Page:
The Denton Parks Foundation will help the city replace the aging Eureka playground by raising money to rebuild a comparable project.
The goal is to remove the $1 million needed to replace the playground from the city’s anticipated bond election in November 2014, according to Tim Crouch, who serves both as the foundation chairman and co-chairman of the bond election committee.
In exchange, the City Council agreed to support the part-time salary of the foundation’s executive director for two more years. The city has already pledged $35,000, enough to support the director for a full year, and will contribute another $70,000 for the additional years.
“We recognize that this will be a sensitive project,” said Emerson Vorel, the city’s director of parks and recreation. “It was community-designed and community-built.”
Crews have applied sealant to the wood structure twice a year, an expensive but necessary step to keep arsenic from leaching out of the treated lumber used to build the playground at South Lakes Park. But the 19-year-old structure wasn’t expected to last more than about 20 years.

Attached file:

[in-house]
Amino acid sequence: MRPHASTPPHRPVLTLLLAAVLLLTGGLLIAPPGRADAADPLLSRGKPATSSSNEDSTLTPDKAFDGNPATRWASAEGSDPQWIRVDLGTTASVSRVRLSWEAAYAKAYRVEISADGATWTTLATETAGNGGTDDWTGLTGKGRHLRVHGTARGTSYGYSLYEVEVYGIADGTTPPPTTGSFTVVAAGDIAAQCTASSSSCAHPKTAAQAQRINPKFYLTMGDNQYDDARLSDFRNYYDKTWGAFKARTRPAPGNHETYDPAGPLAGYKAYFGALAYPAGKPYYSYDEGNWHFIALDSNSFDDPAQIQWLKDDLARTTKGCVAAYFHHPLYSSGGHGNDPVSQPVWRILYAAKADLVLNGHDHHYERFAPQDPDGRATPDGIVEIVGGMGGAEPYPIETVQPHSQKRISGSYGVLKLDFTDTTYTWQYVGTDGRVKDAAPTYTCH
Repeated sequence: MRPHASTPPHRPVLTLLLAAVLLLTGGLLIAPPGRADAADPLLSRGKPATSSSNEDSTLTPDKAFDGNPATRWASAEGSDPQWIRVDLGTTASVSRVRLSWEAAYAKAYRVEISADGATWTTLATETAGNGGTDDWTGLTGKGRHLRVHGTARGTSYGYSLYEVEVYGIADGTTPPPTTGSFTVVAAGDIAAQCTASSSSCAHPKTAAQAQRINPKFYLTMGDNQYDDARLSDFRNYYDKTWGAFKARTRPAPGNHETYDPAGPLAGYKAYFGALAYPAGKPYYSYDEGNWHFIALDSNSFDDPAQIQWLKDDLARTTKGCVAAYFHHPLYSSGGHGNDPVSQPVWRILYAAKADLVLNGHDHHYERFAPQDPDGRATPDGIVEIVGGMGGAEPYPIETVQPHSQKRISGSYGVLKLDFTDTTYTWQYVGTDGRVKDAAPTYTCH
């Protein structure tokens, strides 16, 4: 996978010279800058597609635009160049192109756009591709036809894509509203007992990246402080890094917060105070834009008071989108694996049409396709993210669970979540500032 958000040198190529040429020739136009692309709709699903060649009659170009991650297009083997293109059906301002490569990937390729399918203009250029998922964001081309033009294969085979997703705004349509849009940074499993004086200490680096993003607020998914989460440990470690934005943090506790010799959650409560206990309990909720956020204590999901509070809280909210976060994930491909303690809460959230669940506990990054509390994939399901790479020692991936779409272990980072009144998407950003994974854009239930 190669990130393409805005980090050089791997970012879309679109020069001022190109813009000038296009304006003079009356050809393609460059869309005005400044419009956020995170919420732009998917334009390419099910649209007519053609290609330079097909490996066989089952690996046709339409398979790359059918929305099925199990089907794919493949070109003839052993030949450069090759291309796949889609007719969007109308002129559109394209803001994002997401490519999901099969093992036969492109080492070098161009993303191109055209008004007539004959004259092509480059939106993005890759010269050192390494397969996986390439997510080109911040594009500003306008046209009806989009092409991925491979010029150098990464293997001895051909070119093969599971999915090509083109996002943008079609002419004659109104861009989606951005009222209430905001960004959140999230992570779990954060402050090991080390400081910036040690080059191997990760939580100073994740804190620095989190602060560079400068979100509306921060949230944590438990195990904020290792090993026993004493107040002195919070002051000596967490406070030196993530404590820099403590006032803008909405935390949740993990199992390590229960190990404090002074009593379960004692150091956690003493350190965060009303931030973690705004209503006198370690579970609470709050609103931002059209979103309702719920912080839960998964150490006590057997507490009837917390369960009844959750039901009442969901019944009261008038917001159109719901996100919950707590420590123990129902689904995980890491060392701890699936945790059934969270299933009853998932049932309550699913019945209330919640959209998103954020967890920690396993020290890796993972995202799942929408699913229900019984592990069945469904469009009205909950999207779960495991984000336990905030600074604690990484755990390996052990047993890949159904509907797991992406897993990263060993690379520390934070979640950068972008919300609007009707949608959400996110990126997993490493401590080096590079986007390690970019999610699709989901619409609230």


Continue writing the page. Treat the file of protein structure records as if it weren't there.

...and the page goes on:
The original structure was built by local volunteers guided by a New York-based architectural firm, Leathers and Associates, which designed the structure with input from the city’s children.
Similar playgrounds have been built in communities all over the country. Some of them, like Denton’s, were built with the pesticide-treated wood that is no longer allowed, according to Environmental Protection Agency rules from 2003.
In addition, not all aspects of the current playground are accessible to wheelchair users. A new design would make much more of the structure accessible.
The Leathers group has been helping people in other communities redesign and rebuild, Vorel said.
A preliminary design, as would be needed for a capital campaign, could be made in a day, he said. Residents participate in design discussions early in the day, a designer puts together conceptual drawings in several hours, and the plan is unveiled that night.
The council agreed to pursue the option as long as the city’s parks department investigated other firms that provide similar services.
Vorel cautioned the council that the community has cared a lot about the playground and that early feedback has been specific.
“They say, ‘We want what’s out there, but bigger and better,’” Vorel said.
PEGGY HEINKEL-WOLFE can be reached at 940-566-6881 and via Twitter at @phwolfeDRC.